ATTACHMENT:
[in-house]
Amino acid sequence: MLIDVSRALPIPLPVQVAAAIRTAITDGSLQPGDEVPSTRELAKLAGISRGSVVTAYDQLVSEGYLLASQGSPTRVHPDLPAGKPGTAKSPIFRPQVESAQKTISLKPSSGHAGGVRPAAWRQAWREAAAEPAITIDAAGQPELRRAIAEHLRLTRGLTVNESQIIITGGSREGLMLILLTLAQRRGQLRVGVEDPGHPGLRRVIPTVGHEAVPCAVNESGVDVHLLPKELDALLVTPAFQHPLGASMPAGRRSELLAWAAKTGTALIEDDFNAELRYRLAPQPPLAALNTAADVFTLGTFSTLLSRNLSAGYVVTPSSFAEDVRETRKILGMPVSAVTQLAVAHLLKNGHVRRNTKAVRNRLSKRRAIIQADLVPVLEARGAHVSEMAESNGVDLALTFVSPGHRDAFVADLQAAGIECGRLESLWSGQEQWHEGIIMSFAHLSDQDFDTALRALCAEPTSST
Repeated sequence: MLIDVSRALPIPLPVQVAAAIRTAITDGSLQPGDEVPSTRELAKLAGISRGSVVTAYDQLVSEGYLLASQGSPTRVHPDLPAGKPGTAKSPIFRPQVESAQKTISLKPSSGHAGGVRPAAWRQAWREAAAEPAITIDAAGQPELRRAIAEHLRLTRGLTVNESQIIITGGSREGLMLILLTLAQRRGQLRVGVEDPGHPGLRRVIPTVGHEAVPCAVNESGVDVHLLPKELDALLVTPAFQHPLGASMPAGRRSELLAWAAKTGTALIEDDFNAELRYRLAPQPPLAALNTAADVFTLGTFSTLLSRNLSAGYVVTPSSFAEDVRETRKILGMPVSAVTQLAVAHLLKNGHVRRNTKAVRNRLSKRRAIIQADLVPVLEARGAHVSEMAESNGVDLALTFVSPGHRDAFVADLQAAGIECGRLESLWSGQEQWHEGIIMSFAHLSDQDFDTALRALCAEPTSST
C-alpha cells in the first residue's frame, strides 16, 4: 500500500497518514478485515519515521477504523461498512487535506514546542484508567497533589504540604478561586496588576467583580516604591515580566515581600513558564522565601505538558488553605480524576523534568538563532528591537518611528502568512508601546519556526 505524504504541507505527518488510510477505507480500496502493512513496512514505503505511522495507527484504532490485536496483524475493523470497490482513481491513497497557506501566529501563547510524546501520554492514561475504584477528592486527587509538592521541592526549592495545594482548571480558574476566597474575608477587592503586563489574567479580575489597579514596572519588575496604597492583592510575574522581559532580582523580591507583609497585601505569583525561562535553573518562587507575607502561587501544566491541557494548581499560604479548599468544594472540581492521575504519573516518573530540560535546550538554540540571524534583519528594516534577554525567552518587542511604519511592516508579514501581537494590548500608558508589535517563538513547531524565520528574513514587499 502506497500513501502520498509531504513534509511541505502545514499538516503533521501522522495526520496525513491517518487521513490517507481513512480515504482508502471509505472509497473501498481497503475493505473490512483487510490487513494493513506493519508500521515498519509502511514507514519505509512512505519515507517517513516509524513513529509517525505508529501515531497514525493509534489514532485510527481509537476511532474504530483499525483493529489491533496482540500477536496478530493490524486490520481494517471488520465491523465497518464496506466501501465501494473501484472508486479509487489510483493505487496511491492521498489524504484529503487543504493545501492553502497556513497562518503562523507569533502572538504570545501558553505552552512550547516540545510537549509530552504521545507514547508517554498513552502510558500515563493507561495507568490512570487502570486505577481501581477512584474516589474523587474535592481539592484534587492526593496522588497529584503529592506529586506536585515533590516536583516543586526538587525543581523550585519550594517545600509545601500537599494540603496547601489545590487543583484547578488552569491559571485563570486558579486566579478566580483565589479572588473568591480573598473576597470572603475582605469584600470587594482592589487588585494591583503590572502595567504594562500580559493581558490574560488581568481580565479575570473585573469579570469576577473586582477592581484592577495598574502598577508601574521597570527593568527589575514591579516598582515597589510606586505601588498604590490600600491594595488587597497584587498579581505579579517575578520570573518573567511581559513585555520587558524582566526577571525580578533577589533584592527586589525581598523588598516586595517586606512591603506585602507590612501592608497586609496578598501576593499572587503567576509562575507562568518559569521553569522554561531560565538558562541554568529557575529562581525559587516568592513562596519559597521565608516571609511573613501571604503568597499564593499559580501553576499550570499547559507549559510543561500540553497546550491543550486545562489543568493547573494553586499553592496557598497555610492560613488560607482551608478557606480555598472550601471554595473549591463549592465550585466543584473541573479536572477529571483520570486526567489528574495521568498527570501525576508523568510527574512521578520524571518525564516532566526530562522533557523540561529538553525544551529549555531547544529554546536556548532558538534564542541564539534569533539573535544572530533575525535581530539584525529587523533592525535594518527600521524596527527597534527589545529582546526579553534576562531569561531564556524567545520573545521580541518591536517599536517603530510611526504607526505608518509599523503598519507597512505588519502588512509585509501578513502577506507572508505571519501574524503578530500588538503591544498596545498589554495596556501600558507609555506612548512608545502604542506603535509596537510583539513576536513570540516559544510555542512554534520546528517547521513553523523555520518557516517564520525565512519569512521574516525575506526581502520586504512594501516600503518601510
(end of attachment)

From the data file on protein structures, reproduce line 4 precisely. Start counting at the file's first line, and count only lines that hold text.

C-alpha cells in the first residue's frame, strides 16, 4: 500500500497518514478485515519515521477504523461498512487535506514546542484508567497533589504540604478561586496588576467583580516604591515580566515581600513558564522565601505538558488553605480524576523534568538563532528591537518611528502568512508601546519556526 505524504504541507505527518488510510477505507480500496502493512513496512514505503505511522495507527484504532490485536496483524475493523470497490482513481491513497497557506501566529501563547510524546501520554492514561475504584477528592486527587509538592521541592526549592495545594482548571480558574476566597474575608477587592503586563489574567479580575489597579514596572519588575496604597492583592510575574522581559532580582523580591507583609497585601505569583525561562535553573518562587507575607502561587501544566491541557494548581499560604479548599468544594472540581492521575504519573516518573530540560535546550538554540540571524534583519528594516534577554525567552518587542511604519511592516508579514501581537494590548500608558508589535517563538513547531524565520528574513514587499 502506497500513501502520498509531504513534509511541505502545514499538516503533521501522522495526520496525513491517518487521513490517507481513512480515504482508502471509505472509497473501498481497503475493505473490512483487510490487513494493513506493519508500521515498519509502511514507514519505509512512505519515507517517513516509524513513529509517525505508529501515531497514525493509534489514532485510527481509537476511532474504530483499525483493529489491533496482540500477536496478530493490524486490520481494517471488520465491523465497518464496506466501501465501494473501484472508486479509487489510483493505487496511491492521498489524504484529503487543504493545501492553502497556513497562518503562523507569533502572538504570545501558553505552552512550547516540545510537549509530552504521545507514547508517554498513552502510558500515563493507561495507568490512570487502570486505577481501581477512584474516589474523587474535592481539592484534587492526593496522588497529584503529592506529586506536585515533590516536583516543586526538587525543581523550585519550594517545600509545601500537599494540603496547601489545590487543583484547578488552569491559571485563570486558579486566579478566580483565589479572588473568591480573598473576597470572603475582605469584600470587594482592589487588585494591583503590572502595567504594562500580559493581558490574560488581568481580565479575570473585573469579570469576577473586582477592581484592577495598574502598577508601574521597570527593568527589575514591579516598582515597589510606586505601588498604590490600600491594595488587597497584587498579581505579579517575578520570573518573567511581559513585555520587558524582566526577571525580578533577589533584592527586589525581598523588598516586595517586606512591603506585602507590612501592608497586609496578598501576593499572587503567576509562575507562568518559569521553569522554561531560565538558562541554568529557575529562581525559587516568592513562596519559597521565608516571609511573613501571604503568597499564593499559580501553576499550570499547559507549559510543561500540553497546550491543550486545562489543568493547573494553586499553592496557598497555610492560613488560607482551608478557606480555598472550601471554595473549591463549592465550585466543584473541573479536572477529571483520570486526567489528574495521568498527570501525576508523568510527574512521578520524571518525564516532566526530562522533557523540561529538553525544551529549555531547544529554546536556548532558538534564542541564539534569533539573535544572530533575525535581530539584525529587523533592525535594518527600521524596527527597534527589545529582546526579553534576562531569561531564556524567545520573545521580541518591536517599536517603530510611526504607526505608518509599523503598519507597512505588519502588512509585509501578513502577506507572508505571519501574524503578530500588538503591544498596545498589554495596556501600558507609555506612548512608545502604542506603535509596537510583539513576536513570540516559544510555542512554534520546528517547521513553523523555520518557516517564520525565512519569512521574516525575506526581502520586504512594501516600503518601510